If deployed correctly, Agile can significantly lower the overall risk of a project and improve stakeholder satisfaction. An Agile project will start to build risky aspects of the solution early – giving more time to react to problems. It will also flush out missed or misrepresented requirements through regular user demonstrations that might otherwise have remained hidden until a User Acceptance Test phase; but it inevitably introduces new risks.
There is an assumption that Agile improves transparency and communication across stakeholders; but there is also the risk that functional teams operate in silos or agile newcomers don’t really understand the new terms either performing inefficiently or reverting to old habits.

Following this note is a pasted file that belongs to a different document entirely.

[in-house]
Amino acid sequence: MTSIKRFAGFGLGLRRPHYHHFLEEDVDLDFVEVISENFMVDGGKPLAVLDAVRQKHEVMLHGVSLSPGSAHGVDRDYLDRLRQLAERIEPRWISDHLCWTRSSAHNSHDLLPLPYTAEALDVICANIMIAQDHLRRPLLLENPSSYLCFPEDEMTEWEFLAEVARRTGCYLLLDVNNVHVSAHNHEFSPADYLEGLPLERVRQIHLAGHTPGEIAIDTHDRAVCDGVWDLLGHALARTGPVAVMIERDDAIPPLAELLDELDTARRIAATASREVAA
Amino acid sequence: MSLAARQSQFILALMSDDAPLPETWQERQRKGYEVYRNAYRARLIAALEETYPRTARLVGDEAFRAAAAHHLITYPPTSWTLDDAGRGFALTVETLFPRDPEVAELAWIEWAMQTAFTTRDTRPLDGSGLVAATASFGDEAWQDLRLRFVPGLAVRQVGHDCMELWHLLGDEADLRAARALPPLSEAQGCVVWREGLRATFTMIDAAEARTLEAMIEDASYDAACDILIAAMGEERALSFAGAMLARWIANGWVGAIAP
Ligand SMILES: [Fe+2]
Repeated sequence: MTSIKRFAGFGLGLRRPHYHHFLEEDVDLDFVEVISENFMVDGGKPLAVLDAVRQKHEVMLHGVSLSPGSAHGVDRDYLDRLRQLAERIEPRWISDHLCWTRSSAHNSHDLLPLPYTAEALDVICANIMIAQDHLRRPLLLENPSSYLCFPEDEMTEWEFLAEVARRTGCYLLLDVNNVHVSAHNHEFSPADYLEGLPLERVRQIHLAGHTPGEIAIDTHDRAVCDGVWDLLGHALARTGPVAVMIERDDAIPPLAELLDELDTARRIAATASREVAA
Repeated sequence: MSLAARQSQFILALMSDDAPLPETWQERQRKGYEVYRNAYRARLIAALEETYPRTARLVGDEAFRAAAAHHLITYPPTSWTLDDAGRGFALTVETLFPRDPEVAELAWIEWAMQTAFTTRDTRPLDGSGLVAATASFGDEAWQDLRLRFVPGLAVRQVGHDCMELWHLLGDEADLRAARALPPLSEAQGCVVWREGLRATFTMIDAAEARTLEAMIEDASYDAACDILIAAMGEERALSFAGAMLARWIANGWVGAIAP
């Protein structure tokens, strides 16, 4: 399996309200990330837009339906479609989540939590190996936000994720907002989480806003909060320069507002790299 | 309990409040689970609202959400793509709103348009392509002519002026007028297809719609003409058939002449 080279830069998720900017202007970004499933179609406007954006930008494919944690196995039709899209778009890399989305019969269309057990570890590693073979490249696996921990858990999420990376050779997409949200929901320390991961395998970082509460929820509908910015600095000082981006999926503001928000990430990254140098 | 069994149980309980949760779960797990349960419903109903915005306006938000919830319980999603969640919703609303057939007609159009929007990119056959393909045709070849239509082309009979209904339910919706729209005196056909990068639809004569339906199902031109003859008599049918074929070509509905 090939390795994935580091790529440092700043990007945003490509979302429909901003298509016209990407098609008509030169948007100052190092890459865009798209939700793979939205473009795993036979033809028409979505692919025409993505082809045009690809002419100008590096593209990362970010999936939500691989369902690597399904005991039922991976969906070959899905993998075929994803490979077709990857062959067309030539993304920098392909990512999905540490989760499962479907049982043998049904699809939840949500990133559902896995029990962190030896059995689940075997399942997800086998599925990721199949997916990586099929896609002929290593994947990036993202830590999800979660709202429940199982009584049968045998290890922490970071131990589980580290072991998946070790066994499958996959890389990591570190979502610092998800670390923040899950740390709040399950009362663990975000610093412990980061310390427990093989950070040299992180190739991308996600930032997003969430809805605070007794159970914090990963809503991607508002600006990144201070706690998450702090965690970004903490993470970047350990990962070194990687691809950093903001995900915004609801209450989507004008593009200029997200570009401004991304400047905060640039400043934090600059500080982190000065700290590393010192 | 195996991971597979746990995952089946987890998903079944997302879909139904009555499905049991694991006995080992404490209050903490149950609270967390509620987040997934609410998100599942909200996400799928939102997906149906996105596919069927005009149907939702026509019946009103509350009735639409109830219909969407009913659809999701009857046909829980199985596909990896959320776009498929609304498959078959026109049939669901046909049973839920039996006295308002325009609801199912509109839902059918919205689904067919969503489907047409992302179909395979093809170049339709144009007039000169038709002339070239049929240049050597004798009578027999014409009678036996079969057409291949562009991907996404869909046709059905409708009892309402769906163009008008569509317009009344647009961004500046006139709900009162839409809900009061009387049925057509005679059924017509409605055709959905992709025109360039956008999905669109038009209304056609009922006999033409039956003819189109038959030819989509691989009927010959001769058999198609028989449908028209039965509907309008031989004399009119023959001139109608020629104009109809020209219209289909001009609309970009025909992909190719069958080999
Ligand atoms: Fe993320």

The key here is often experience. Our recommendation would be that if you are deploying Agile for the first time then don’t put it on a critical and complex delivery; test it on something smaller first and build some lessons learned within your organisation.
Fundamental to Agile is the close interaction between the senior users / subject matter experts and the delivery team. This will always work best when the teams are onsite together. Collaboration tools can be used to complement this face-to-face time, but if they are a substitute for it then there will be an impact on efficiency. This should be factored into the plans and, wherever possible, mitigated. We would always advise to have these teams in the same location, as a minimum 2 days per week.